Early last week, the British government announced that the UK’s total Covid-19 death count exceeded 100,000 people, making us the fifth country globally and the first in Europe to achieve such a sorrowful milestone. Hitting such a depressing statistic raises question of how we might prevent this figure from continuing to climb at such an alarming rate.

One suggested solution to this would be to make face masks mandatory to wear in public spaces. Ever since the beginning of this pandemic, scientists have been advocating and promoting the advantages of medical face masks. They have stated that they are more effective in containing the spread of the virus than simple face coverings with no filter.

Indeed, a sizeable proportion of the world’s affected countries have made them a requirement in both indoor and outdoor public spaces. Back in August, France made face masks a requirement in public spaces in its worst-affected areas, such as Paris. Then from September, face masks were a made a necessity in the workplace, with only individual offices being exempt from this rule.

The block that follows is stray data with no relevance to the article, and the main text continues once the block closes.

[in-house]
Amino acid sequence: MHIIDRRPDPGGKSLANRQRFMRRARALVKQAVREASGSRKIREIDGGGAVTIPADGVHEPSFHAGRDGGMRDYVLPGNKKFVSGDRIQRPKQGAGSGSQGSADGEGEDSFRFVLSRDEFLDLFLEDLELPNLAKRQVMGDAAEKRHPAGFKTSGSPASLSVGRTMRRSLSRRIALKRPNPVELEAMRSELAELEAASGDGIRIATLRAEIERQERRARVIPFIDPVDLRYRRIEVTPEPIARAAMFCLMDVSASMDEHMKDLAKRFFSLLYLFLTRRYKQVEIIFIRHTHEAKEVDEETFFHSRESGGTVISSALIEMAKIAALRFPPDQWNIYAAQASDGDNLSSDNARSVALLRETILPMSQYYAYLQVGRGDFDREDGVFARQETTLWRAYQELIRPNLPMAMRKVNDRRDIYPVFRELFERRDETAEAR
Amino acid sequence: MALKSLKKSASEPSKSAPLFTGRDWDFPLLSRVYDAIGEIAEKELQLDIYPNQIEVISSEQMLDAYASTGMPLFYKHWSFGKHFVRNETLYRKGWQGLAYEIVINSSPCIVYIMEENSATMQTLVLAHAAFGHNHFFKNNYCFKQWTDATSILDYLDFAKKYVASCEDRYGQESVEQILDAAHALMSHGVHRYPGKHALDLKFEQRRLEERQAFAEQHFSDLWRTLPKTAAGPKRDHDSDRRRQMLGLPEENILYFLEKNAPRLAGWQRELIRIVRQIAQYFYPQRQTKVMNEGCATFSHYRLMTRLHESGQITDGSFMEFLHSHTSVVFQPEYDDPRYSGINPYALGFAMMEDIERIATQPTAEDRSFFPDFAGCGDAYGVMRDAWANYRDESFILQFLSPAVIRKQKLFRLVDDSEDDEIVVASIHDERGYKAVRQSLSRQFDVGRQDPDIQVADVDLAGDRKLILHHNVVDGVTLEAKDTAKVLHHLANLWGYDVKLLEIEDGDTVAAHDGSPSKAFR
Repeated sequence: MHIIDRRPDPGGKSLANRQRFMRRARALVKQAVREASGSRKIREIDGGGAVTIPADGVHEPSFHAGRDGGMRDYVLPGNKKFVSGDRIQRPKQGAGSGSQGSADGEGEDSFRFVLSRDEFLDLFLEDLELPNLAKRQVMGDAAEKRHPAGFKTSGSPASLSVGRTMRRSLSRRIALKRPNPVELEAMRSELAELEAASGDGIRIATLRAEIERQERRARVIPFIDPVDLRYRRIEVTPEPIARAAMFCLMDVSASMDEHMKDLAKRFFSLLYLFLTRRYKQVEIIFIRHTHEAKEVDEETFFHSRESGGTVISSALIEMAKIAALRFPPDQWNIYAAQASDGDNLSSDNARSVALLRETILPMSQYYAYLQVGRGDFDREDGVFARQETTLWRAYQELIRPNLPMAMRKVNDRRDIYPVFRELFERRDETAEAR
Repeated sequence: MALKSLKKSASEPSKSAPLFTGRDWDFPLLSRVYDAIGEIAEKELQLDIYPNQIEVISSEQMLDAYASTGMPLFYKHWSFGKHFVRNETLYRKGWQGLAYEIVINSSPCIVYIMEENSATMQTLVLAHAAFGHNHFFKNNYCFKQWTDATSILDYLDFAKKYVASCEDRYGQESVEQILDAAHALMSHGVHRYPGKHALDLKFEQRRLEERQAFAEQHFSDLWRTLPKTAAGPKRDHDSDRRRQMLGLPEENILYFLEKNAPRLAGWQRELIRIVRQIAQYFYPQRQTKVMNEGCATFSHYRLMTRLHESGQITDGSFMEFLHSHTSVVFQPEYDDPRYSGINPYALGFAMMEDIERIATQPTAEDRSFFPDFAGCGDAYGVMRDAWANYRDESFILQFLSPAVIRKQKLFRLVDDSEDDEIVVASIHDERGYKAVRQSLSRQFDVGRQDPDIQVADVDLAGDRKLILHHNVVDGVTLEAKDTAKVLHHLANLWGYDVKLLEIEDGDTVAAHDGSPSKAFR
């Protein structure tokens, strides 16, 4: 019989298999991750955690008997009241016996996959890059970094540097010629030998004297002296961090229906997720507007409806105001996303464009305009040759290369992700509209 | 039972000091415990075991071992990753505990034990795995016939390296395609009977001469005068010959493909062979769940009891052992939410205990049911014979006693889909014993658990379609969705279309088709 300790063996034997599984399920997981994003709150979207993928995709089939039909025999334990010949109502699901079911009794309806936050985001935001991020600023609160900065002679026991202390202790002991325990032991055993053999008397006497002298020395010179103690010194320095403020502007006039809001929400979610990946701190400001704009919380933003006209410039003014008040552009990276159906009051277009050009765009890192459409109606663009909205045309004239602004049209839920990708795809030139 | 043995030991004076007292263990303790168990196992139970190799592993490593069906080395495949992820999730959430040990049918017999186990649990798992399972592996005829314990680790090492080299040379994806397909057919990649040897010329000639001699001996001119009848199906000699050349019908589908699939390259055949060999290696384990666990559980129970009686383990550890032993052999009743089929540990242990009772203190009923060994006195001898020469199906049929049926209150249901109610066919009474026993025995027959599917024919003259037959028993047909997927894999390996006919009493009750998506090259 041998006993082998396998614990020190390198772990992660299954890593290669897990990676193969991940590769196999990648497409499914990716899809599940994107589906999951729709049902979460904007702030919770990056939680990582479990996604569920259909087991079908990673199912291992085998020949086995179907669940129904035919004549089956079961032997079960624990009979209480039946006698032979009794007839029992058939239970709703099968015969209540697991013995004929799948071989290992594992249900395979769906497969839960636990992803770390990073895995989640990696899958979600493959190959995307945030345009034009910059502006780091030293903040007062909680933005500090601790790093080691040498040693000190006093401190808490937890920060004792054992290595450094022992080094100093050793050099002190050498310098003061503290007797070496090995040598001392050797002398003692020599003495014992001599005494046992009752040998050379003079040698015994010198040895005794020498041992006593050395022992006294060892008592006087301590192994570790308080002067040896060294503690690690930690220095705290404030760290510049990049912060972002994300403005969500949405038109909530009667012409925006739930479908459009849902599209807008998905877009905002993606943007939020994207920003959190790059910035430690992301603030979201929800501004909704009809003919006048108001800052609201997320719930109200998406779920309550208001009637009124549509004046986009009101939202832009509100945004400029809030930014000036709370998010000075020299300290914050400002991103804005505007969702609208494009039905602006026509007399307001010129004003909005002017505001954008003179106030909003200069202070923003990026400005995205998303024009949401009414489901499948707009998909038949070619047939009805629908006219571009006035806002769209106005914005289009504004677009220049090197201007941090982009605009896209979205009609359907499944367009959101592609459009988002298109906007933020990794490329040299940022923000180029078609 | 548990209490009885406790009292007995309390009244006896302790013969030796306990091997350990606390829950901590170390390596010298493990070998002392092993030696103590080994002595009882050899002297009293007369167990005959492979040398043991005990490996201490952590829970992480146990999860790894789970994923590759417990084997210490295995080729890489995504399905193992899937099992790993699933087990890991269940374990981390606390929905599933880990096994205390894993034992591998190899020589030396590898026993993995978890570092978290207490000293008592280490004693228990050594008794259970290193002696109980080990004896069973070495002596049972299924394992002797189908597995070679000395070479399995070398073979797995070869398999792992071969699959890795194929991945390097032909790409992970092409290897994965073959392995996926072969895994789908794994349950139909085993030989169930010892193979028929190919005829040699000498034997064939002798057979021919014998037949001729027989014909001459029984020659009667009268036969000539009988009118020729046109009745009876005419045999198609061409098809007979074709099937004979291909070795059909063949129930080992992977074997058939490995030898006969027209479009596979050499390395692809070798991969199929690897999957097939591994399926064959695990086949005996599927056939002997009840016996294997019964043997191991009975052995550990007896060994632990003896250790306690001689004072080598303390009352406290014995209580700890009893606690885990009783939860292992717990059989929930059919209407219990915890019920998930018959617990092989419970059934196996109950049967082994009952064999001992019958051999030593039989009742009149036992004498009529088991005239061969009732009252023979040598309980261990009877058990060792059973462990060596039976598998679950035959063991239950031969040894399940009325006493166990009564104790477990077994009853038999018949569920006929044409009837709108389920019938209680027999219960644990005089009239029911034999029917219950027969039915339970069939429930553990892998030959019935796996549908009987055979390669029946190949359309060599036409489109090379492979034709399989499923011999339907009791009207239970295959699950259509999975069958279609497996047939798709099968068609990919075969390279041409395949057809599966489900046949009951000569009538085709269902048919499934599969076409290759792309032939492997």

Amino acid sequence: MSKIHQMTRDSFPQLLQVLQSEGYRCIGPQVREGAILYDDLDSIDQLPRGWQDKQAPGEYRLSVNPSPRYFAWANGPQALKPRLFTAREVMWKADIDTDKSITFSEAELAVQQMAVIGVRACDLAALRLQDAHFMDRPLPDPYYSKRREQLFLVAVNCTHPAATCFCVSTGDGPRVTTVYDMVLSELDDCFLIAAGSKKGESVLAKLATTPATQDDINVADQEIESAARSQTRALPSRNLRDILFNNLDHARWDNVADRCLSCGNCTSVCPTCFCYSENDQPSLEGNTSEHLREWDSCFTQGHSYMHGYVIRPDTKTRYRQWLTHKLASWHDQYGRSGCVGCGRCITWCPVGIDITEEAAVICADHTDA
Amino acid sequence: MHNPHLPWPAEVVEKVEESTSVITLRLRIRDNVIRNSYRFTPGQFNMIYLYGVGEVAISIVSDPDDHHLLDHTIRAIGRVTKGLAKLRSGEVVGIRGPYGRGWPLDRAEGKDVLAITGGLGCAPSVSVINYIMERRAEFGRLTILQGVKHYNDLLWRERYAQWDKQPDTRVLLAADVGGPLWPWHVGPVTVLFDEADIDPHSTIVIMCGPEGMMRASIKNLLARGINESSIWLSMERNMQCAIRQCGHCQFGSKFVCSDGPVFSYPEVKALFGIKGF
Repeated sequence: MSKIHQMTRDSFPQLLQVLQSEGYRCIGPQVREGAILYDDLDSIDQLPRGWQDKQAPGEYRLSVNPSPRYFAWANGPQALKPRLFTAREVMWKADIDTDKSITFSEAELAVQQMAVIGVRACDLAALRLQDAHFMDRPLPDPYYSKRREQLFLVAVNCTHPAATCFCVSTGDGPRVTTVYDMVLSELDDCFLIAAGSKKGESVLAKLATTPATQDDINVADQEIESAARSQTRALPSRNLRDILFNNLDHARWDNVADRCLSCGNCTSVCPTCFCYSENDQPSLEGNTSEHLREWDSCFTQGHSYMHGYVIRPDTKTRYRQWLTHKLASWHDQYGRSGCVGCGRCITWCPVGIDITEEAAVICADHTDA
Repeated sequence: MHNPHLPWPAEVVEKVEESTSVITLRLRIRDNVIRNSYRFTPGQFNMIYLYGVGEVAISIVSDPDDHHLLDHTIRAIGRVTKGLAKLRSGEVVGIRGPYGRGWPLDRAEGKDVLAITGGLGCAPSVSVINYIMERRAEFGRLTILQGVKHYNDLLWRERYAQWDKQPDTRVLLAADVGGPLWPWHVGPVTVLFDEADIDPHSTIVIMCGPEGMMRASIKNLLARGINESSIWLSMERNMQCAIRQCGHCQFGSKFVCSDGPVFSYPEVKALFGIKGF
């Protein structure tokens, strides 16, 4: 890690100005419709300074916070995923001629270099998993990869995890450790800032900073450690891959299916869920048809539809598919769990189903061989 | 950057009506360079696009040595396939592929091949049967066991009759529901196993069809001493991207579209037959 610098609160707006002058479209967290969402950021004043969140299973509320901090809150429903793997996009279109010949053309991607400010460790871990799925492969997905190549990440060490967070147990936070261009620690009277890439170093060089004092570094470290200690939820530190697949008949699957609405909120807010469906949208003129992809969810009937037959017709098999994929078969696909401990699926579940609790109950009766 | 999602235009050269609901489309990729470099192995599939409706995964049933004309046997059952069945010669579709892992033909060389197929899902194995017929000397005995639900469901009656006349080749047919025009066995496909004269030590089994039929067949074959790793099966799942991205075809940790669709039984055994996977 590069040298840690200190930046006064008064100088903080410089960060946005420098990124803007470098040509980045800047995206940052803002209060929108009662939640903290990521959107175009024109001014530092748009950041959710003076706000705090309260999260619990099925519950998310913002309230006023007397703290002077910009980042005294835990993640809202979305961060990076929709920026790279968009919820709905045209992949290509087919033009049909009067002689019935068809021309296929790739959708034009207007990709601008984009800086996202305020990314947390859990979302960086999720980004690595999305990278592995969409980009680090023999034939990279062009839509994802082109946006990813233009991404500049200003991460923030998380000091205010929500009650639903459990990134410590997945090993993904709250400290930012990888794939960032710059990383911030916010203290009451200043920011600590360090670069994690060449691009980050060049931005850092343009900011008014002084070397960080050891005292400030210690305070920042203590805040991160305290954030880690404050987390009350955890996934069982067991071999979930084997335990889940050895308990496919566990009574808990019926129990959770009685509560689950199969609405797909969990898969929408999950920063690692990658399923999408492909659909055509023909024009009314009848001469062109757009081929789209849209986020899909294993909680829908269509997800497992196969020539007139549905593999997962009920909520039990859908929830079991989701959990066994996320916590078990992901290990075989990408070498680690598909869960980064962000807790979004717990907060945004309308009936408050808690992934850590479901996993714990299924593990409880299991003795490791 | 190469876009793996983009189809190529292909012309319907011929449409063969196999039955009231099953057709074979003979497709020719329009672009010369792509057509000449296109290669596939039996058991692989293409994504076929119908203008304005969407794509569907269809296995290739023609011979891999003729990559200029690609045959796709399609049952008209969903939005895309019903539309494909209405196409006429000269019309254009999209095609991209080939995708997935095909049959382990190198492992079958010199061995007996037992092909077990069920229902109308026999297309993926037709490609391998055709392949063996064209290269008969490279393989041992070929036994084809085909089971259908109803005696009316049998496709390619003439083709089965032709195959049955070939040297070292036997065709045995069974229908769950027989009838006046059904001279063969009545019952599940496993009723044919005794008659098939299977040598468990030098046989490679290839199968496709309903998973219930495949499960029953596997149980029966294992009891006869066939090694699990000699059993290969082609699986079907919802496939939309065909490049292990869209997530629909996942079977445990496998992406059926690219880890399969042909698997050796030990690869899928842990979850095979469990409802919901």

According to www.italia.it, in Italy, one of the countries that was heavily struck by the virus in March and April, face masks are mandatory in all indoor public spaces and in all outdoor public spaces too if you are not isolated from people who make up the same household.

As for the UK, face masks were made mandatory in shops from the 24th July 2020, yet it was only in the past month or so that major supermarkets officially declared that they would deny entry to shoppers without the appropriate covering. Mask mandates ultimately rely on the fact that they will be enforced thoroughly by the local authorities and that people wear them correctly.

Nevertheless, now that the UK is being affected by a new strain of the virus, which is much more transmissible, scientists here are beginning to wonder whether face masks should play a bigger role in our daily lives too. The primary function of these masks is to prevent the spread of Covid-19 – indoors or out – and so, in tandem with the ongoing lockdown and the vaccine rollout, they could help to curb the rate of transmission and the number of deaths significantly.

Image Credits: Macau Photo Agency on Unsplash

Sophie Benbelaid

When she's not drowning in the workload from her French and Russian degree, Sophie enjoys reading, yoga, ballet and writing. You can usually find her staying up all night in the throes of an existential crisis or in your nearest bookshop. She has previously been a Cultures JE and a weekly book columnist for the Blue. In true 'the student becomes the master' form, she is now SE for Columns.